One Principal's Pathetic Potty Policy
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A Salisbury Middle School policy that called for students to be escorted on bathroom breaks resulted in three students being forced to answer nature's call via a soda bottle.In order to prevent my junior high school students from taking an excessive number of bathroom breaks during their 50-minute class periods, I have a simple solution: I never say "no" to students' requests to attend to their restroom needs. But there is one little condition: All students taking bathroom breaks must come-in for five minutes after school in order to make-up the lost instructional time.
Excessive requests for bathroom breaks throughout the day have prompted faculty members to be more skeptical, requiring some students to be escorted.
When no one was available to escort three bathroom-eager students on Friday, their teacher had an unusual solution to the problem.
Preston Whittington said his 13-year-old nephew, an eighth-grader at the West Side school, was told to urinate into a soda bottle along with two other boys.
Allen Brown, Wicomico County's assistant superintendent for Student Services, said the incident is being reviewed as a personnel matter. Brown would not release the teacher's name.
Whittington, whose two children also attend Salisbury Middle, said the incident occurred because of the strict policies at the school.
"So I guess they either have to hold it or mess themselves," he said.
Whittington's mother, who is also guardian of his nephew, is upset and wants answers.
"Kids should be able to wash their hands or pee in private," Whittington said.
Brown said the school has been having problems with students defacing the bathrooms, such as not urinating in the appropriate area.
To address the situation, school administration felt it necessary to announce to all eighth-graders and teachers that teachers and administrators would be more selective on students going to the bathroom.
That meant that students who made a habit of going to the bathroom several times throughout the day would have to be monitored by a faculty member when they left the classroom.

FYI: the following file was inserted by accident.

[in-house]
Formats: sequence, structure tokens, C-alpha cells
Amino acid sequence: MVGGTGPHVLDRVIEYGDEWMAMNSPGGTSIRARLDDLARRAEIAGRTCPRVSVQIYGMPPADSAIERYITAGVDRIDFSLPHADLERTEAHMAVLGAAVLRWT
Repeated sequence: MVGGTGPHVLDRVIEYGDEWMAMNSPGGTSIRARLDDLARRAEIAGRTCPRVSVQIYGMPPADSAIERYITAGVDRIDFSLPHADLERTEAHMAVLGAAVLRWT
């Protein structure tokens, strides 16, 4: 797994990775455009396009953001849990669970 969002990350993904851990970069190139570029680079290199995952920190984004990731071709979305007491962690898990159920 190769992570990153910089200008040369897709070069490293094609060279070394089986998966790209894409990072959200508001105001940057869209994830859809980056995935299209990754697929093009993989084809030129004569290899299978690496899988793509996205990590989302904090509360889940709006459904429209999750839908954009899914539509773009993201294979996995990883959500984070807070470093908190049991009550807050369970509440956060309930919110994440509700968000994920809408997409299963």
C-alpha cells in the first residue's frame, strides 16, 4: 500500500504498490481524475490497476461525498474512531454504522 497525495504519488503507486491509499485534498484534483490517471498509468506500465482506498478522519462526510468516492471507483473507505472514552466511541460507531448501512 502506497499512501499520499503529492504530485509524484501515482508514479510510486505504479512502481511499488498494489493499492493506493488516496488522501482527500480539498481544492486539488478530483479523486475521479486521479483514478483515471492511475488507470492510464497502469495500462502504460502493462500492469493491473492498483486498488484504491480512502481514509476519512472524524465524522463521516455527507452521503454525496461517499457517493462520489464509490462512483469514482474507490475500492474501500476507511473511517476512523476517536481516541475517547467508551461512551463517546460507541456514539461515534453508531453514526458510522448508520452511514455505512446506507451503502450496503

According to Brown, the students involved in the bottle incident asked to use the bathroom at about the same time. The teacher called for someone to escort them, but nobody came.
Rather than leave the classroom unsupervised, the teacher's solution was to give the students a bottle.
Brown said the fate of the teacher has yet to be determined. "(Interim Superintendent Thomas Field) will have to review the incident and he will decide what measures will be taken," he said.
"In my 39 years of working here, I've never heard of anything like this," Brown said. "It was just a dumb thing to do."
Levi Willey Jr., president of the Wicomico County PTAs, on Tuesday criticized how the matter was handled.
"That's not even civilized," Willey said. "You don't ask anyone to do that in a public area."
Christopher Wilde, Salisbury Middle School PTA president, has had two children go through the school and has a daughter now in eighth grade.
He said his children have had positive experiences.
"I have a fair amount of faith in the administrators," Wilde said Tuesday.
Wilde said that in the fall parents and teachers had told him they observed students spending more time wandering the halls than learning.
"I trust their judgment for the safety of our children," he said. "Are they perfect? Certainly not."
Wilde said he talked with his daughter after school Friday and she had not mentioned the incident. His daughter did, however, express concern that teachers said bathroom times would be limited.
She told him that in her class, when the teacher had commented on excessive bathroom usage, a girl raised her hand.
"She explained to the teacher that it was a biological function and that if you eat and drink, you'll have to go," he said laughing. "They made kind of a joke about it."
"If this happened to my daughter, I would be a little upset, but I would ask why," Wilde said. "How do you know for sure if some kids have to go to the bathroom? That's a tough call for teachers."
Whittington said he believes the bathroom rules are too strict for children to follow.
"I'm a retired correctional officer and we didn't run things like this," he said.
Most of my students end-up requesting only one or two breaks per semester.